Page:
Vertebroplasty and Sacroplasty

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Relieving Back Pain Caused by Compression Fractures

These minimally invasive procedures can be effective in providing pain relief for patients suffering from a spinal fracture.

Hippocrates supposedly once noted, “Healing is a matter of time, but it is sometimes also a matter of opportunity.” Meet Dr. C. Lan Fotopoulos, not only an esteemed medical provider but also a provider of opportunity, especially in matters of spinal pain relief.

A graduate of the University of Missouri – Kansas City School of Medicine, Dr. Fotopoulos is board-certified in Physical Medicine and Rehabilitations, Pain Medicine, Sports Medicine and Undersea Hyperbaric Medicine. Additionally, he has worked as an emergency room physician and also served as a lieutenant commander and diving and undersea medical officer in the United States Navy. He is currently practicing medicine at Dickson-Diveley Orthopaedics, with locations in Leawood and in Kansas City at Saint Luke’s Hospital Campus Medical Plaza, where he specializes in spine and sports medicine. His experience and specialized expertise is why patients continually turn to him and his team of experts for the best in patient care, outcomes, and overall satisfaction. Even more specifically, if a spinal compression fracture is keeping you from living a more productive and pain-free life, then Dr. Fotopoulos just might have a resolution for you.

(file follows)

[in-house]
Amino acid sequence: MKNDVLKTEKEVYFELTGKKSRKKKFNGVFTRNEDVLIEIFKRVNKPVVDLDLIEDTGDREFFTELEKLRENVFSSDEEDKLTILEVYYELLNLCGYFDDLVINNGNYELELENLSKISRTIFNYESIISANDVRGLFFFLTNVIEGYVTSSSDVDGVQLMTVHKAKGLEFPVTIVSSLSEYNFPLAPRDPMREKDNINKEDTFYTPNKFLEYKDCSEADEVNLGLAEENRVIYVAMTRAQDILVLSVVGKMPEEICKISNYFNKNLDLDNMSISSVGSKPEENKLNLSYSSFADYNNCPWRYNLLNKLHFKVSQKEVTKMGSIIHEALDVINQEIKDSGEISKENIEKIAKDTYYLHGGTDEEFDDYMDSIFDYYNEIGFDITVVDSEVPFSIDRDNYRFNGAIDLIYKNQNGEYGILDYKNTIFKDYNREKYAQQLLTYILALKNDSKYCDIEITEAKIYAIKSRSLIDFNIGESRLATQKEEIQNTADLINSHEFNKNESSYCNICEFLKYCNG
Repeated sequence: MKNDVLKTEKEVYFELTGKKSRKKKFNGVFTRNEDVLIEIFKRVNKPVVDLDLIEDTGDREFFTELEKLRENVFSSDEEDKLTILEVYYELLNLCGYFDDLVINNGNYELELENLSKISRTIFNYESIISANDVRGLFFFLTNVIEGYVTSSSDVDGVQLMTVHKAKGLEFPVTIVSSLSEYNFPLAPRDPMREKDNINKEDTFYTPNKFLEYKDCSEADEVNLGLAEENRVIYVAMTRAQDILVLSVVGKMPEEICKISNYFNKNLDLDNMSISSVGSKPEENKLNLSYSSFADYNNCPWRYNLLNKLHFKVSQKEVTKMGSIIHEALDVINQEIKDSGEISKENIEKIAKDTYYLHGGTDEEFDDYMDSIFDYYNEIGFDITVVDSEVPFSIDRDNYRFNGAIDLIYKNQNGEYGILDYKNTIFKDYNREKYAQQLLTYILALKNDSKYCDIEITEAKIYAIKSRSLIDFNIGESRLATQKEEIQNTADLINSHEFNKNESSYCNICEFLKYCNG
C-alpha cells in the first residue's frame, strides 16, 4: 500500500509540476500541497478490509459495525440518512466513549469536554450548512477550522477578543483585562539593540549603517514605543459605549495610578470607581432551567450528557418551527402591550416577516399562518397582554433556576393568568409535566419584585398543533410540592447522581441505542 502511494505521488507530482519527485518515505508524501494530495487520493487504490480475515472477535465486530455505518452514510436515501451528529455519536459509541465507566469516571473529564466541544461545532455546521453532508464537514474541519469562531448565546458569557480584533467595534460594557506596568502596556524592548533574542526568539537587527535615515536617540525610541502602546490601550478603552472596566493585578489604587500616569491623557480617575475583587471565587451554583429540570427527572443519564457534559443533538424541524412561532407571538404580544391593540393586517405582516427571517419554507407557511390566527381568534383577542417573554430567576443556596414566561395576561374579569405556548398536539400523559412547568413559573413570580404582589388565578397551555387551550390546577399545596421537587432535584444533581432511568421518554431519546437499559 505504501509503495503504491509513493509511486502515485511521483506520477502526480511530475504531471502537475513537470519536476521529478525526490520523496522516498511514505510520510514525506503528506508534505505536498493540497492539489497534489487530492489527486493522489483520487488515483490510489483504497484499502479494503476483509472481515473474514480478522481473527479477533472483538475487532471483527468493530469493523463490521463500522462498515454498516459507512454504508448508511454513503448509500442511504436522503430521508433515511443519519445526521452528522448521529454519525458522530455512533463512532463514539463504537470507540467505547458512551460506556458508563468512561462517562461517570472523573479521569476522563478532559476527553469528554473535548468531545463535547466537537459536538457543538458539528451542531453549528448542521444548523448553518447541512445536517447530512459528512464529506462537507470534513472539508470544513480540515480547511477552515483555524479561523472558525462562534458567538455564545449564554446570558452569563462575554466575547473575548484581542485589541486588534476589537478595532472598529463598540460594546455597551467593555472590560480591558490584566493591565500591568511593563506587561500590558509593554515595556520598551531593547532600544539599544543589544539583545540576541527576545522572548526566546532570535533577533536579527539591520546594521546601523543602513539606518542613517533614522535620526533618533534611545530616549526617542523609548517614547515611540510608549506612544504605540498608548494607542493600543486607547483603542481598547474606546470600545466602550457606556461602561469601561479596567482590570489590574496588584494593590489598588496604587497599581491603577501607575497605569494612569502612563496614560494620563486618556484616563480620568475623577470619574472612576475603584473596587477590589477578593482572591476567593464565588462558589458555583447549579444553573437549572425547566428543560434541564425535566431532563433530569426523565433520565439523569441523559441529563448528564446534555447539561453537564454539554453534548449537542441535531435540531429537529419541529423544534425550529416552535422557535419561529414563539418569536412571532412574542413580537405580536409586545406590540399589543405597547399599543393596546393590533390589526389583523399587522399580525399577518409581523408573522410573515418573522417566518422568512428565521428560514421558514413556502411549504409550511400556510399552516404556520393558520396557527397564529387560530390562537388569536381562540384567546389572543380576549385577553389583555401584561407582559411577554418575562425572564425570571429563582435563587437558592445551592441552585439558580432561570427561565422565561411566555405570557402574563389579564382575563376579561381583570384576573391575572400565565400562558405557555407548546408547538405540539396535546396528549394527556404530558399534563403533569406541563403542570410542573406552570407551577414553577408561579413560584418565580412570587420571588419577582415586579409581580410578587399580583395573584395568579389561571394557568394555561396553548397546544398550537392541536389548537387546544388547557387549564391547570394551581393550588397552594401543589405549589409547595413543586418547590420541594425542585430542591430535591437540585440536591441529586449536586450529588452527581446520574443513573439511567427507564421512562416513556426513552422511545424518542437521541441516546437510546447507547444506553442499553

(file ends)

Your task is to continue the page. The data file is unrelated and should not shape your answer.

Typically caused by a loss of bone mass, due to osteoporosis, compression fractures can be a part of aging. Anything from a fall to lifting a heavy object or even just coughing may cause a fracture of the back bones. Symptoms related to a compression fracture can include back pain, loss of height and a hunched-forward posture. While standard treatments usually point to physical therapy and/or medication to relieve the pain, there are some minimally-invasive procedures that, for the right candidate, can offer a significant source of pain relief and improved quality of life.